The body of Hugo Chavez is to be embalmed and put on display "for all eternity" in a glass casket at a military museum near the presidential palace in Caracas where he ruled for 14 years.

Venezuela's acting leader Nicolas Maduro said Chavez belonged to his people and would be preserved so that "his people will always have him".

Chavez will follow in the footsteps of other embalmed leaders such as Lenin, Ho Chi Minh and Mao Zedong, said Maduro.

Chavez would first lie in state for "at least" seven more days before the museum becomes his permanent home, Maduro added.

More than 30 heads of government, including Cuban President Raul Castro and Iranian leader Mahmoud Ahmadinejad attended his funeral.

"We have decided to prepare the body of our Comandante President, to embalm it so that it remains open for all time for the people. Just like Ho Chi Minh. Just like Lenin. Just like Mao Zedong," Maduro said, adding that the body would be held in a "crystal urn" at the Museum of the Revolution, a mile from Miraflores presidential palace.

Scientists at the Research Institute for Biological Structures in Moscow are recognised as the world authorities in the preservation of bodies, having treated the remains of national leaders including Ho Chi Minh and Kim Jong-Il, and prepared Lenin's body in 1924.

In 2004, Lenin's embalmer Yuri Denisov-Nikolsky gave an interview in which he recalled how his hands had trembled when he began working on the body.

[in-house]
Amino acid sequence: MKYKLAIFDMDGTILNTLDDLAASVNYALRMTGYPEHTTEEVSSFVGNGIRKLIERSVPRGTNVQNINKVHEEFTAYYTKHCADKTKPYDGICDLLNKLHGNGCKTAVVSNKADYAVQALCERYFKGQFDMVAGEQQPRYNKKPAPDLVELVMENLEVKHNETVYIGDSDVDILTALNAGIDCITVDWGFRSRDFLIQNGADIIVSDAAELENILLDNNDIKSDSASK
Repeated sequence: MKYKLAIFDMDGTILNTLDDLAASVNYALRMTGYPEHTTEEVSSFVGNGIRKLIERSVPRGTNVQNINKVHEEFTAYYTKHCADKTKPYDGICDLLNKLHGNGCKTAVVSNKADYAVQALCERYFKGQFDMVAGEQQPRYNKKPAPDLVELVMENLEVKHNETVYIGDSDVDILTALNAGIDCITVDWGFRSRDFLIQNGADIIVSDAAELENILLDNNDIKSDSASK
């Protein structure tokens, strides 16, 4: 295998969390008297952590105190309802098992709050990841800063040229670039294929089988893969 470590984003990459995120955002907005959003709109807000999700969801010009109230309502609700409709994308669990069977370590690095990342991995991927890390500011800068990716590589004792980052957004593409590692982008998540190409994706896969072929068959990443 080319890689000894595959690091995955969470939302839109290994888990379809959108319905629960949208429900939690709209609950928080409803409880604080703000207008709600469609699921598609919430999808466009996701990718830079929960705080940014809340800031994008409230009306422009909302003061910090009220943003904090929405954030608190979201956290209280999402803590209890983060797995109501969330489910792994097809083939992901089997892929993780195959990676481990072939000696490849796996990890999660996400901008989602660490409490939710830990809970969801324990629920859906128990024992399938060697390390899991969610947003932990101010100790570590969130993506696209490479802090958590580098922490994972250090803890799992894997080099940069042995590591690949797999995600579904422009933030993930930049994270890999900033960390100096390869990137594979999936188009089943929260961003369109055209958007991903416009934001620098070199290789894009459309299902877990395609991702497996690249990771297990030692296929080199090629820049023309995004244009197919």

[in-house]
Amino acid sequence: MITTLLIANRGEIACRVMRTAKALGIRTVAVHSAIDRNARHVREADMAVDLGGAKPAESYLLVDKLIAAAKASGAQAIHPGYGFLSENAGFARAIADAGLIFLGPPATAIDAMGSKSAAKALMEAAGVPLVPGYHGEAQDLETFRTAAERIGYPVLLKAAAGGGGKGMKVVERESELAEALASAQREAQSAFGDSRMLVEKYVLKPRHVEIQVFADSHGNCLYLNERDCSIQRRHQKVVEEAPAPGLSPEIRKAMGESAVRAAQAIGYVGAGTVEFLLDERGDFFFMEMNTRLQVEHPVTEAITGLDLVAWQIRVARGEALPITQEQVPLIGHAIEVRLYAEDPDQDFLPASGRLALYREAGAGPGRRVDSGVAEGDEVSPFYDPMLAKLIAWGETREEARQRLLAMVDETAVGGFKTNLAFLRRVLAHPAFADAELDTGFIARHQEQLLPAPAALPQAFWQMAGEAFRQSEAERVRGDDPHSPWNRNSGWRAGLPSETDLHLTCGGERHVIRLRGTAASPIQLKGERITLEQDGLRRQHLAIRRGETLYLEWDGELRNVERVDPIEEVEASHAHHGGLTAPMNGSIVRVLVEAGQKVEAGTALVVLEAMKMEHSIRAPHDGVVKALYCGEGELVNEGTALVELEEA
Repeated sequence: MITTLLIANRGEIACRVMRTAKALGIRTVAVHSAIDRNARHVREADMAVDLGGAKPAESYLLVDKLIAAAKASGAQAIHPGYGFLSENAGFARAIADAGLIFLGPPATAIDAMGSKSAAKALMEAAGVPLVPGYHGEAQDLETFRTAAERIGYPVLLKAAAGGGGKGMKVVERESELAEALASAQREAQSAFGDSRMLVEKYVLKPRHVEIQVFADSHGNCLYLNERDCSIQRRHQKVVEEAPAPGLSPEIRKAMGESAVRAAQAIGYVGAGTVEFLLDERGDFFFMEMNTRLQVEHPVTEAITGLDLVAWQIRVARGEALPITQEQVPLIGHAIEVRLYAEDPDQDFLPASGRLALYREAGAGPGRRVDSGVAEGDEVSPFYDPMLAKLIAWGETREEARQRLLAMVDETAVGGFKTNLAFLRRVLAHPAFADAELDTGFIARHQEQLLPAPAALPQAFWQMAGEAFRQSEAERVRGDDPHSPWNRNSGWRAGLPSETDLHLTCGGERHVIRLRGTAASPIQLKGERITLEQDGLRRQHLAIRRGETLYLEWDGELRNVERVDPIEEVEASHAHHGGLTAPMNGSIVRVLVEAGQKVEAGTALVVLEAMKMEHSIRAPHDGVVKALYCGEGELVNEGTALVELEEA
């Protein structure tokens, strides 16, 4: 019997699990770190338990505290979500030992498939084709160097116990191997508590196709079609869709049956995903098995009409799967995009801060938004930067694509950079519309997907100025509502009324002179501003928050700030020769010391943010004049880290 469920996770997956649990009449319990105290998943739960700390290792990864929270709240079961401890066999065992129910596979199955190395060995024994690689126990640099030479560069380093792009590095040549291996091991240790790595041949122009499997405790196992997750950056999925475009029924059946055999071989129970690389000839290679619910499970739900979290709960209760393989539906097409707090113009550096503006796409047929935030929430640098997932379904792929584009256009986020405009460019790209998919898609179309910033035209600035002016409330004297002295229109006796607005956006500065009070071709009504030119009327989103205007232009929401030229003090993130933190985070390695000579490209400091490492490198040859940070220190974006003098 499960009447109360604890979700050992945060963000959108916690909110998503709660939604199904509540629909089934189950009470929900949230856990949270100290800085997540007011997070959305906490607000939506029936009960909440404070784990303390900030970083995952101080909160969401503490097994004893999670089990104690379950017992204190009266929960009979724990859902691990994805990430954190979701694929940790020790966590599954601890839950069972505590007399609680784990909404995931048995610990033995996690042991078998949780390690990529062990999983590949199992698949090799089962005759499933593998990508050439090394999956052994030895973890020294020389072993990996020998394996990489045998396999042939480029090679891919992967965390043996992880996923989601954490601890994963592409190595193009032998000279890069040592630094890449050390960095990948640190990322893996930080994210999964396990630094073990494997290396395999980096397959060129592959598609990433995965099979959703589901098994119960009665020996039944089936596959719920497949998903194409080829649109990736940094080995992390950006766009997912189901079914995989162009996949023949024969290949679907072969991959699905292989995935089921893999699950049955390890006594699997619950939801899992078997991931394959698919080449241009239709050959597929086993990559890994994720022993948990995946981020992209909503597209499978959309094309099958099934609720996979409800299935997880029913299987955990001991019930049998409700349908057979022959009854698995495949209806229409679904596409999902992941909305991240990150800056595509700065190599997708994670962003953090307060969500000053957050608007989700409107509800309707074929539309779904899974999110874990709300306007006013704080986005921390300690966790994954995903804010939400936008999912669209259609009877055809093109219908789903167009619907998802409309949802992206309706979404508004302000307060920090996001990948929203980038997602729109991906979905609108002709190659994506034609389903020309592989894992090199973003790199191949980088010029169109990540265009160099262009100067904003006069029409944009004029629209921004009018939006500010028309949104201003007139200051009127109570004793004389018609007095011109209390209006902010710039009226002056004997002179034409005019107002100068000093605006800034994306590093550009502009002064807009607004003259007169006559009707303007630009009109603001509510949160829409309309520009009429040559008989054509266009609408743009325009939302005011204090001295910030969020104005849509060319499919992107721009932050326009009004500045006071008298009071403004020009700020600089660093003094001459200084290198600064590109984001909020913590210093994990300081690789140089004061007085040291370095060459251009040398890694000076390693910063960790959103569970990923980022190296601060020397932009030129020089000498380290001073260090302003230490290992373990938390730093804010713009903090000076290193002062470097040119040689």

Lenin's successor Josef Stalin's remains were put on display after his death in 1953, until his successor, Nikita Khrushchev, had them interred in the Kremlin Wall in 1961.

North Korea's Kim Jong-il and the former Philippine leader Ferdinand Marcos were also embalmed.

The move had "some logic to it," said Margot Light, Professor Emeritus at the London School of Economics, "in order to retain the spirit of the revolution".

"It's not as ghoulish as it might seem, it has a practical purpose for patriotic reasons and to perpetuate a movement," Professor Light told the BBC.

She said that Lenin's death in 1924 led to a concerted campaign to establish an ideology of Leninism, "to talk up the revolution and the movement and cement his international significance".

Professor Sue Black, of the Centre for Anatomy and Human Identification at the University of Dundee, said the principle of embalming was much like pickling.

Major vessels and veins were opened, blood drained, and the vascular system treated with a solution, said Professor Black.